Resistance genes mediate dominant resistance to pathogens possessing corresponding avirulence (Avr) genes (Collier and Moffett, 2009; Jones and Dangl, 2006). Single dominant R genes typically respond differentially to pathogen strains or races. The typical dominant resistance response is associated with several defense-related events, including rapid induction of reactive oxygen species, phytoalexin accumulation, and activation of salicylic acid biosynthesis and pathogenesis-related genes, which often results in localized necrotic response (Hammond-Kosack and Jones, 1996).
Rsv3, one of three known genes that confer resistance to the Soybean mosaic virus (SMV) in soybean [Glycine max (L.) Merr.], is unlike the well-characterized Rsv1 alleles in terms of the patterns of resistance to seven SMV strain groups (G1–G7 classified on the basis of their virulence; Cho and Goodman, 1979). Various alleles of the Rsv1 locus generally confer extreme resistance to the lower numbered (G1 through G4) strain groups and condition necrotic or mosaic reactions to higher numbered (G5 through G7) groups (Chen et al., 1991). Rsv3 alleles from diverse soybean cultivars including ‘Columbia’, ‘Hardee’, ‘Tousan 140’, and ‘Harosoy’ confer extreme resistance to the higher numbered strain groups (G5 through G7) and condition stem-tip necrosis and/or mosaic symptoms to the lower numbered groups (Tu and Buzzell, 1987; Buzzell and Tu, 1989; Bowers et al., 1992; Gunduz et al., 2002; Ma et al., 2002). Although stem-tip necrosis was proposed as a representative symptom conditioned by Rsv3 in a line derived from Columbia × Harosoy at the time of the first description of this gene (Tu and Buzzell, 1987; Buzzell and Tu, 1989), this symptom has not been observed in ‘L29’, a ‘Williams’ isoline derived from Hardee (Bernard et al., 1991; Gunduz et al., 2000). Pyramiding the Rsv3 gene from L29 with Rsv1 conferred resistance to all strains of SMV, demonstrating the value of this gene for developing durable SMV resistant soybean lines (Saghai Maroof et al., 2008). Rsv1 is associated with a NB-LRR gene cluster on the soybean molecular linkage group (MLG) F (chromosome 13) (Hayes et al., 2004) where multiple disease resistance genes have been identified and there are multiple NB-LRR clusters (Innes et al., 2008; Wawrzynski et al., 2008). Jeong et al. (2002) mapped the Rsv3 locus between markers A519F/R and M3Satt on MLG B2 (chromosome 14). Although the disease responses of the Rsv3 gene against SMV, including extreme resistance and stem-tip necrosis, were typical of those conditioned by NB-LRR genes, the molecular nature of the Rsv3 gene is largely unknown. Interestingly, one end sequence of the restriction fragment length polymorphism marker M1a, which is closely linked to the Rsv3 gene, was reported (Jeong et al., 2002) to contain an LRR consensus sequence highly similar to that of the extracellular LRR domain of resistance genes, Cf-9 and Xa21 (Jones et al., 1994; Song et al., 1995).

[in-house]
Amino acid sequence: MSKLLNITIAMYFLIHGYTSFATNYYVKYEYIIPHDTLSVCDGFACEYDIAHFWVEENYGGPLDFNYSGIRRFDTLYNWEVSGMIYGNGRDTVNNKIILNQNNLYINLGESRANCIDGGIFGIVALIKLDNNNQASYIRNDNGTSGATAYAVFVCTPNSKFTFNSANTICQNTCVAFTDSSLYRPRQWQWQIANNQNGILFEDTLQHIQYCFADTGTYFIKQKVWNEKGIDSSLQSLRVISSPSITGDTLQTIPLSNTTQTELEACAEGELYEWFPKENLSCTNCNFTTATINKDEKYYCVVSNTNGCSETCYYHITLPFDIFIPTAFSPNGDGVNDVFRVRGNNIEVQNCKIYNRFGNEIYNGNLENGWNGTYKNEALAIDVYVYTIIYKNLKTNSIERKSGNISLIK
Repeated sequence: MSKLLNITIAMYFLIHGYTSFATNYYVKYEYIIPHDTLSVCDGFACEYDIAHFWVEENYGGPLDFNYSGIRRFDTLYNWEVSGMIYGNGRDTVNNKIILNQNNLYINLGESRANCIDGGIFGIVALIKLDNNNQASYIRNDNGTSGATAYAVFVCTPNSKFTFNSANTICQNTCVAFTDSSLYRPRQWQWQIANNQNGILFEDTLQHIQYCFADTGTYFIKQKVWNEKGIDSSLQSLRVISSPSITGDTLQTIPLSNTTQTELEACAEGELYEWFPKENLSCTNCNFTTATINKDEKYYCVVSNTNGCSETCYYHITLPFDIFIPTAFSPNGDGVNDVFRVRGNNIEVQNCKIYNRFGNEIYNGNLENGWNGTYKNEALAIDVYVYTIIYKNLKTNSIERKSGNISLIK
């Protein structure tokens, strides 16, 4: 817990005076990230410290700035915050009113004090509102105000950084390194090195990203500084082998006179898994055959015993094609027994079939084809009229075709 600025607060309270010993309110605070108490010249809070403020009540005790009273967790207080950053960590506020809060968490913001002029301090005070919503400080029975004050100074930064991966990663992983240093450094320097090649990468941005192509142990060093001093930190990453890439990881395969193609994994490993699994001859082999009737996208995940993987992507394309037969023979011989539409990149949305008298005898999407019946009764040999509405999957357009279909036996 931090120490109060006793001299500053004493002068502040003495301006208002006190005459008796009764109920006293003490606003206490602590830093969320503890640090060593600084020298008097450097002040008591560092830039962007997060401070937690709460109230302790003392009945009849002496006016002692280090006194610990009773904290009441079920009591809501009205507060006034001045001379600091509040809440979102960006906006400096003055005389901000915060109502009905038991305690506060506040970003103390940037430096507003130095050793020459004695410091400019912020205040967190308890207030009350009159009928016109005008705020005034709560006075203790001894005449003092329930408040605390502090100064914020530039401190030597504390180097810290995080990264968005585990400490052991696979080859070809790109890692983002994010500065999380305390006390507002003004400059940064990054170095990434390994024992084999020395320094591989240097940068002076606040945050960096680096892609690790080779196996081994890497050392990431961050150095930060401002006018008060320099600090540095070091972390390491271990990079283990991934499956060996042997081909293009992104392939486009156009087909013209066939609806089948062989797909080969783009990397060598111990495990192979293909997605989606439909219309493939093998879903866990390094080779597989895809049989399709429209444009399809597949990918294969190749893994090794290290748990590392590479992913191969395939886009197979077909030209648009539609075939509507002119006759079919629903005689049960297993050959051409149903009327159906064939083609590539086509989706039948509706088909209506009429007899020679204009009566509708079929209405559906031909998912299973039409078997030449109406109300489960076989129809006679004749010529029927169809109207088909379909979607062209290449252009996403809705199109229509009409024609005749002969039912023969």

In 2008, preliminary soybean whole genome shotgun sequence assembly was released (version “Glyma0”) by the USDOE-Joint Genome Institute Community Sequencing Program (www.phytozome.net/soybean.php [verified 7 Jan. 2011]) and then an improved version Glyma1.0 was released and reported in 2010 (Schmutz et al., 2010). Integration of the soybean sequence and physical maps with the dense genetic marker map would allow the association of mapped phenotypic effectors with the causal DNA sequence (Jackson et al., 2006). In this study, using a sequence-based marker development strategy in three populations, we determined that the Rsv3 gene cosegregates with a cluster of the coiled-coil nucleotide-binding leucine-rich repeat (CC-NB-LRR) resistance genes, which is located in the middle of a heterogeneous cluster containing multiple CC-NB-LRR and leucine-rich repeat receptor-like kinase (LRR-RLK) genes.
Materials and Methods
Plant Genetic Materials and Disease Reactions
A BC3F2 population of 188 individuals from a cross between L29 (Rsv3) and ‘Sowon’ (rsv3) (hereafter referred to as the LS population) was used to investigate the genetic linkage relationship between Rsv3 and molecular markers. This LS population was previously used to develop an Rsv3-linked sequence-based marker, and disease reactions of its F2 individuals were determined by inoculation with the SMV strain G6 (Yu et al., 2005).
To substantiate the genetic relationship between Rsv3 and the microsatellite markers, two additional populations were used: an F2 population of 183 individuals from a cross between L29 (Rsv3) and ‘Lee68’ (rsv3) (hereafter referred to as the LL population) and an F2 population of 61 individuals from a cross between Tousan 140 (Rsv3) and Lee68 (rsv3) (hereafter referred to as the TL population). These LL and TL populations were previously used to locate the Rsv3 gene in the context of soybean molecular linkage groups (Jeong et al., 2002). The LL and TL populations were previously screened for resistance to SMV strain G7, as described by Jeong et al. (2002) and Gunduz et al. (2002). Briefly, SMV G7 cultures were maintained on the soybean cultivar York, which is resistant to SMV G1 but susceptible to SMV G7, to ensure a uniform source of inoculum. Twenty plants for each F2:3 line were inoculated at the unifoliate stage using a carborundum rub method and scored at 14 and 28 d post inoculation. Plants were designated resistant if no symptoms were present and susceptible if mosaic symptoms appeared.